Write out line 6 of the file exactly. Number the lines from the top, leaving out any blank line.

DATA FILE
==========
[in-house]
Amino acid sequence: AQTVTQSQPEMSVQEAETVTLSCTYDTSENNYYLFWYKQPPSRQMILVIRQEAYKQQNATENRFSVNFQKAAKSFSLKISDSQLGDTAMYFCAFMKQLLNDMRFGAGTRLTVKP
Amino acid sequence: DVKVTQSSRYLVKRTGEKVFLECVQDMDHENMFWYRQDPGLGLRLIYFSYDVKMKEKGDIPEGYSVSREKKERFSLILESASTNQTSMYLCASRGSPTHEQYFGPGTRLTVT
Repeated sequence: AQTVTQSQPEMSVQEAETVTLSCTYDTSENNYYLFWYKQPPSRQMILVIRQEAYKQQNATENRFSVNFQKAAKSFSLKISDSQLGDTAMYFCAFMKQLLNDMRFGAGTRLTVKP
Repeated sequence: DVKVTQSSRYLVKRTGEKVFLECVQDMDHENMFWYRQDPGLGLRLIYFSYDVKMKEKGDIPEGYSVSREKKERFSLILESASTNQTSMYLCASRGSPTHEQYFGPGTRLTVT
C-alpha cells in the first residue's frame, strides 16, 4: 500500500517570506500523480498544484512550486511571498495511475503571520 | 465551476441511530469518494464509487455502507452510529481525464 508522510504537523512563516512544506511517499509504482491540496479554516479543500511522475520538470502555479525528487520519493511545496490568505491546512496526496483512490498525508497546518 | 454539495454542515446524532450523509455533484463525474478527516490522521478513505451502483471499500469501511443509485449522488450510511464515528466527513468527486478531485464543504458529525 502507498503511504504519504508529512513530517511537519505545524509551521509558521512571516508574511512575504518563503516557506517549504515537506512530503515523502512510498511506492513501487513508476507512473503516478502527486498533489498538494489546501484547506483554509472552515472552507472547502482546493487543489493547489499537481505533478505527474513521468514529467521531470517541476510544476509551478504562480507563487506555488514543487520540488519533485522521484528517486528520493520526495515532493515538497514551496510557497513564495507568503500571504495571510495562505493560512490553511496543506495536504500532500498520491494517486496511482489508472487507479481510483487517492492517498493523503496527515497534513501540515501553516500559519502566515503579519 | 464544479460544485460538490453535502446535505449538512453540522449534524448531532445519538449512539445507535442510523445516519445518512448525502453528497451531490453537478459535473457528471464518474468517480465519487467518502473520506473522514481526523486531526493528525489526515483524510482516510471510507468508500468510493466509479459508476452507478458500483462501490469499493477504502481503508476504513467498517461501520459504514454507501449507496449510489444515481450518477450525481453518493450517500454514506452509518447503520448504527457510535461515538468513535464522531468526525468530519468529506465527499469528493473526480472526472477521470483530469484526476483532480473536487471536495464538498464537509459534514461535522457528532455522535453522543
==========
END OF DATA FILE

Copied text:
C-alpha cells in the first residue's frame, strides 16, 4: 500500500517570506500523480498544484512550486511571498495511475503571520 | 465551476441511530469518494464509487455502507452510529481525464 508522510504537523512563516512544506511517499509504482491540496479554516479543500511522475520538470502555479525528487520519493511545496490568505491546512496526496483512490498525508497546518 | 454539495454542515446524532450523509455533484463525474478527516490522521478513505451502483471499500469501511443509485449522488450510511464515528466527513468527486478531485464543504458529525 502507498503511504504519504508529512513530517511537519505545524509551521509558521512571516508574511512575504518563503516557506517549504515537506512530503515523502512510498511506492513501487513508476507512473503516478502527486498533489498538494489546501484547506483554509472552515472552507472547502482546493487543489493547489499537481505533478505527474513521468514529467521531470517541476510544476509551478504562480507563487506555488514543487520540488519533485522521484528517486528520493520526495515532493515538497514551496510557497513564495507568503500571504495571510495562505493560512490553511496543506495536504500532500498520491494517486496511482489508472487507479481510483487517492492517498493523503496527515497534513501540515501553516500559519502566515503579519 | 464544479460544485460538490453535502446535505449538512453540522449534524448531532445519538449512539445507535442510523445516519445518512448525502453528497451531490453537478459535473457528471464518474468517480465519487467518502473520506473522514481526523486531526493528525489526515483524510482516510471510507468508500468510493466509479459508476452507478458500483462501490469499493477504502481503508476504513467498517461501520459504514454507501449507496449510489444515481450518477450525481453518493450517500454514506452509518447503520448504527457510535461515538468513535464522531468526525468530519468529506465527499469528493473526480472526472477521470483530469484526476483532480473536487471536495464538498464537509459534514461535522457528532455522535453522543